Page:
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Local News

  • Lawson commuted to Louisville, but refused to leave Eminence

    Segregation impacted where Joe Louis Lawson, 78, could go to school, but not his place of employment in Louisville, where he rose to be a supervisor and remained for 43 years before retiring.
    Named for the World Heavyweight Champion who dominated boxing for 12 years beginning in the 1930s, Lawson was born in Eminence when blacks still were not welcomed in white schools.

  • Hope Health receives smoking cessation grant

    Hope Health Clinic recently announced that it has received a $10,000 CVS Health Community Grant.
    The Community Grants Program was created by CVS Health, as part of its commitment to help people achieve their best health by providing financial assistance to programs that are focused on smoking cessation and prevention.
    The support from CVS Health will help Hope Health Clinic offer smoking cessation classes over a period of two years.  Patients will be connected with a wellness coach to help assure continued success with smoking cessation.

  • Scrap metal truck wreck snarls 55

    A 2007 International tractor-trailer shut down Highway 55 when it strewed a load of scrap metal along a curve just north of Eminence Friday.
    Kentucky State Police Trooper Patrick Stucker responded to the accident at 11:22 a.m. and found the International truck from Crenshaw and Sons Inc., Louisville, still upright, but its trailer overturned in the ditch, according to Trooper Mitchell Hazelett, KSP Post 5 spokesman.

  • Prior to publishing, book began as family teaching aid

    The Pearson household in Pendleton has several good readers and one writer.
    For Amy Pearson, 30, a mother who home schools and serves as a substitute teacher in Trimble County, the impulse to help her oldest child learn to read caused her to put pen to paper.
    At that point, she had no thoughts of publishing her own work.

  • Cattlemen donate to Help Center

    Joe Durbin, left, with the Henry County Help Center, received a check for $1,000 from Irvin Kupper, president of the Shelby County Cattlemen’s Association, at the group’s January meeting.

  • Help Center launches Fifth Thursday give aways

    The Henry County Help Center will give away bread and produce on the fifth Thursday of the month, beginning Jan. 29 from noon to 1:30 p.m., according to Director Joe Durbin.
    The give away is open to all Henry County residents on a first-come, first-served basis.
    Participants will need to bring identification that shows they live in Henry County.
    Participants need to bring their own boxes and bags to fill, Durbin said.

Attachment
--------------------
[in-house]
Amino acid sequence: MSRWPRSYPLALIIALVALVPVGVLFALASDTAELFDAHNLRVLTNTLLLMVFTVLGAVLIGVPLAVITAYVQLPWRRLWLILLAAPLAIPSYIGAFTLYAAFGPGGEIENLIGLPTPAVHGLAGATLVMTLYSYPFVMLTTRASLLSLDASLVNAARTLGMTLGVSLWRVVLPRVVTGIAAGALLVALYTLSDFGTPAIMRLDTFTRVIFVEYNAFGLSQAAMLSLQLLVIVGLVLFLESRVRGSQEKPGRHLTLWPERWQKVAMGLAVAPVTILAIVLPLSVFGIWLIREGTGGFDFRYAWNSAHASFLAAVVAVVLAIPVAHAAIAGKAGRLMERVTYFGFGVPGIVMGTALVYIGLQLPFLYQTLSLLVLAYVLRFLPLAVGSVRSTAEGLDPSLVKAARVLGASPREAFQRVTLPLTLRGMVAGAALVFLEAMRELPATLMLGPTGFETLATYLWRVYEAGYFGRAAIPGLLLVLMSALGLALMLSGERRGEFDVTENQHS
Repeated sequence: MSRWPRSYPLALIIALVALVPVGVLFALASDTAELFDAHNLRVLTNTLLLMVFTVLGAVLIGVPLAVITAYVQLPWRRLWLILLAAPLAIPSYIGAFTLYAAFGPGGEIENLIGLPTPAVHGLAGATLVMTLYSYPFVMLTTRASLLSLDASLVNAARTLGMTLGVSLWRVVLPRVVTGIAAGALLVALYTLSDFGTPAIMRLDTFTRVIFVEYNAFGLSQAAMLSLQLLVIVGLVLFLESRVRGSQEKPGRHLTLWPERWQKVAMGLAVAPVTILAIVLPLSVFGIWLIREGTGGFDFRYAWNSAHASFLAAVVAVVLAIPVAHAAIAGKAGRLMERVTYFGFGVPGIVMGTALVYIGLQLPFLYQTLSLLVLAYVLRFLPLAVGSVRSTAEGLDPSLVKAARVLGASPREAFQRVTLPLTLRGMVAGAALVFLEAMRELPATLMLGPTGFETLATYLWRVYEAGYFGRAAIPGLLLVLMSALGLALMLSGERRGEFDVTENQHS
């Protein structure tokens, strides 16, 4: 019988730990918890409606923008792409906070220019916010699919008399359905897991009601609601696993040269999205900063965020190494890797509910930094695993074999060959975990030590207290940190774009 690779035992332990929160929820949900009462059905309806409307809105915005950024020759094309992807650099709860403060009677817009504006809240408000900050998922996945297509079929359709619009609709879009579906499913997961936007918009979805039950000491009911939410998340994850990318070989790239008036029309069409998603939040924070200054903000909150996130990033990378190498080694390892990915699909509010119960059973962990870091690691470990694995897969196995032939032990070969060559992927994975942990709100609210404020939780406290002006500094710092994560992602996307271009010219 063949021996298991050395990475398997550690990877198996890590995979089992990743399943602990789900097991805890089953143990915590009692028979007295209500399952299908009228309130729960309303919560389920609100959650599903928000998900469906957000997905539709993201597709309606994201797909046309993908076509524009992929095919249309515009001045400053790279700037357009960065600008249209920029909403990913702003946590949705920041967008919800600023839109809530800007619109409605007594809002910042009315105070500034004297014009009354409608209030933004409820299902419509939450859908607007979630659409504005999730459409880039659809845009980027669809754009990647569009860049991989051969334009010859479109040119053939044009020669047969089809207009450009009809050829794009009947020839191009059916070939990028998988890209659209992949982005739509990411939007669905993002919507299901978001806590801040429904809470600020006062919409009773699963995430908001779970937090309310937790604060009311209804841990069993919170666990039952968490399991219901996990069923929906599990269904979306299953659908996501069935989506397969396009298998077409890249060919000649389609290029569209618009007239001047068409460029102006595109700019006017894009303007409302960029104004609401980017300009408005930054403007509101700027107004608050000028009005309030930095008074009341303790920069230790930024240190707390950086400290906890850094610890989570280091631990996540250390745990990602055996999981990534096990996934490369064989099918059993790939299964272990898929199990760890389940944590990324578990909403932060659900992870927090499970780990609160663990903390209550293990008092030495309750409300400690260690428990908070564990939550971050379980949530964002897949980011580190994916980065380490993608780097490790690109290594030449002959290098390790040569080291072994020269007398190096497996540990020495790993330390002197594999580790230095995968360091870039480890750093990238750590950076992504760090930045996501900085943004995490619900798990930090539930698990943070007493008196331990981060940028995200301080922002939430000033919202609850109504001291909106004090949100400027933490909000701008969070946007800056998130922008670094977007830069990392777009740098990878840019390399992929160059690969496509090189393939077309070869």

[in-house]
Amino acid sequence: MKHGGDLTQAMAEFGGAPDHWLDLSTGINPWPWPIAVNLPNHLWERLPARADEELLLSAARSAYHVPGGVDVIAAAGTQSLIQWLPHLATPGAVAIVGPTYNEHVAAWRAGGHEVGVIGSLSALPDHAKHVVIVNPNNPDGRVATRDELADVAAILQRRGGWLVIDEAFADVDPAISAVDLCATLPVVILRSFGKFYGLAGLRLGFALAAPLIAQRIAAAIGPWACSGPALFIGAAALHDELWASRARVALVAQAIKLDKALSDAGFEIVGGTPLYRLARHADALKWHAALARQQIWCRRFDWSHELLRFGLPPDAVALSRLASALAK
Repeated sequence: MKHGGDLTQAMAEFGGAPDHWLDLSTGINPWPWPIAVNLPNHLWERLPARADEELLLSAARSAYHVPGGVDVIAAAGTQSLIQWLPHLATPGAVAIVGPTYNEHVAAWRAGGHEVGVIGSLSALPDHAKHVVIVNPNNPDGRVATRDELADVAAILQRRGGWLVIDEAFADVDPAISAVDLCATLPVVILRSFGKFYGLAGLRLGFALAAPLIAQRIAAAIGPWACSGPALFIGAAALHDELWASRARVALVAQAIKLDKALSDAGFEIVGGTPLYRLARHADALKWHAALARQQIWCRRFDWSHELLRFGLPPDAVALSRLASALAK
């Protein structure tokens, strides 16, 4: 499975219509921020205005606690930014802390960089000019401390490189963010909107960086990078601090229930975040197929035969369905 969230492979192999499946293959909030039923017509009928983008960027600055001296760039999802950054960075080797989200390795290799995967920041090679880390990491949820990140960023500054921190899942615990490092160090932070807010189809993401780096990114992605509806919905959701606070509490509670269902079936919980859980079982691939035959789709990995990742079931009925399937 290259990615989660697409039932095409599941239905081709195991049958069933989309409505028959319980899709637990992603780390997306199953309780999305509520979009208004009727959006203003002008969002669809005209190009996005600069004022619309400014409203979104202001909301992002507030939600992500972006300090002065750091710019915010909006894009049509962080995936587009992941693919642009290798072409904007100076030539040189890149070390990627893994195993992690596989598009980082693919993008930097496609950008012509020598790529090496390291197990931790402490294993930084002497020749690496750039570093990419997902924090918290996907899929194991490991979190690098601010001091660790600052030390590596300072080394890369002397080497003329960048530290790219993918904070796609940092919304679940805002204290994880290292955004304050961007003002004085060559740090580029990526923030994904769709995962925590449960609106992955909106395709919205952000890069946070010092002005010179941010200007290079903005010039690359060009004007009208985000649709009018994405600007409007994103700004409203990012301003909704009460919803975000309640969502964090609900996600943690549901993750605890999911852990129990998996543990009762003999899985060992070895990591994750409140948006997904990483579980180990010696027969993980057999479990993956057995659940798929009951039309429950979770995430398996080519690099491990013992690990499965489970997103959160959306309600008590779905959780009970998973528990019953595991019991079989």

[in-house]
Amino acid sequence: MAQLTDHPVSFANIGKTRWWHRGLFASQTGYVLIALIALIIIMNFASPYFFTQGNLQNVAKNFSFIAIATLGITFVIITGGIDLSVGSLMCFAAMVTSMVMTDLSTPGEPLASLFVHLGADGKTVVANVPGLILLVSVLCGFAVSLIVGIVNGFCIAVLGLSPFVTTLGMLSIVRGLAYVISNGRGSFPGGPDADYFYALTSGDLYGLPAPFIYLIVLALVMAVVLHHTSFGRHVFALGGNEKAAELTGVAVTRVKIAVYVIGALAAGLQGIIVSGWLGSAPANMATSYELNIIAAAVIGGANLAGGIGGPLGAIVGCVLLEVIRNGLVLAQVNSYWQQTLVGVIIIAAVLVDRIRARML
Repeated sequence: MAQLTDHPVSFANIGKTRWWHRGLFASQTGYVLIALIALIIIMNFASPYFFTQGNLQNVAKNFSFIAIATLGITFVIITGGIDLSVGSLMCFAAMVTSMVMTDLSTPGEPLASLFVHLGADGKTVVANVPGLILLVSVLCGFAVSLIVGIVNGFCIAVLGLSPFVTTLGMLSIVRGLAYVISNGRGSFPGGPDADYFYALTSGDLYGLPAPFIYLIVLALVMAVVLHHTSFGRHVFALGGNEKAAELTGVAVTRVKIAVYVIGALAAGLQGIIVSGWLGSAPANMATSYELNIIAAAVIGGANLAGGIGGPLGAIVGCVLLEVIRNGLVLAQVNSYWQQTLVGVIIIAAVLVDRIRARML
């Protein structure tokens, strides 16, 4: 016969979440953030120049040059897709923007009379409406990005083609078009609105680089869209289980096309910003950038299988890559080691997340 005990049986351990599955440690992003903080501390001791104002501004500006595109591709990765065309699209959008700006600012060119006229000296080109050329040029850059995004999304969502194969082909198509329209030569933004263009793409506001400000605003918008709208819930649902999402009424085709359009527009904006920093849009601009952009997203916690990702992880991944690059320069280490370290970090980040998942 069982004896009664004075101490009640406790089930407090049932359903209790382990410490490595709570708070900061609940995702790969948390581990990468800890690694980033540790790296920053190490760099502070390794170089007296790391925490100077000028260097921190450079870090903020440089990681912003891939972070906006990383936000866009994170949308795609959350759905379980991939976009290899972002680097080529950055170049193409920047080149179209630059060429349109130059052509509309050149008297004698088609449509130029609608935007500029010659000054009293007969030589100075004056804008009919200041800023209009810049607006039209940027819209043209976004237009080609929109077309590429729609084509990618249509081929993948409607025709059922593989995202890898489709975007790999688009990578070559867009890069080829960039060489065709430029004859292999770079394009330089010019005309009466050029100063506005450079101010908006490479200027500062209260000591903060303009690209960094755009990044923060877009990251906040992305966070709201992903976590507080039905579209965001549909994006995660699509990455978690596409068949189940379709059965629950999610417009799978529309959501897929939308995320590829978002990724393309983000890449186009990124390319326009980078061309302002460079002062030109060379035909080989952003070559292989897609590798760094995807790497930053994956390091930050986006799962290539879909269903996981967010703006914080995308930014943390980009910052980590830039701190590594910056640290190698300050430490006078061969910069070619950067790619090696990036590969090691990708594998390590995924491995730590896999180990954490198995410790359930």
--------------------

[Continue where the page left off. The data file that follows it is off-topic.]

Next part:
No volunteers will be available to help with carrying the items to vehicles.

  • Ham day

    Saturday morning brought 4-H’ers and community members to the Henry County Extension Office for its annual Ham Day. What began as a 4-H project of curing a country ham has grown into a community event now that Henry County’s Extension Office has a ham house to hang the hams for curing.

  • Hornback shares update on 2015 legislative session

    While there’s a push for the Kentucky Legislature to take up a smoking ban, state Sen. Paul Hornback indicated he’s wary of the unknown effects of so-far unregulated electronic cigarettes.
    About 17 constituents and local officials met with Hornback at the Henry County Courthouse Annex Monday as he shared his perspective and sought public input on the 30-day legislative session. He spoke about his concerns about e-cigarettes when an attendee asked if the state senator would introduce any legislation of his own.

  • Clubb to serve as first HCPS chairwoman

    A seemingly insignificant agenda item led to a history-making moment at the Henry County Public Schools’ monthly Board of Education meeting Thursday.
    Board member Miranda Clubb was chosen to serve as the chair of the board; the first woman ever to assume this leadership position.

  • Fiscal court considers fairgrounds crackdown

    With the prohibition against alcohol usage at the 4-H building at the Henry County Fairgrounds not working, a fiscal court committee will look at ways to possibly strengthen the ban.
    The problem usually arises when community members lease the building on a Friday or Saturday night for parties, county officials discussed at the Jan. 20 fiscal court meeting.
    This despite the rental contract having a clause saying there’s to be no alcohol on the premises, Judge-Executive John Logan Brent noted.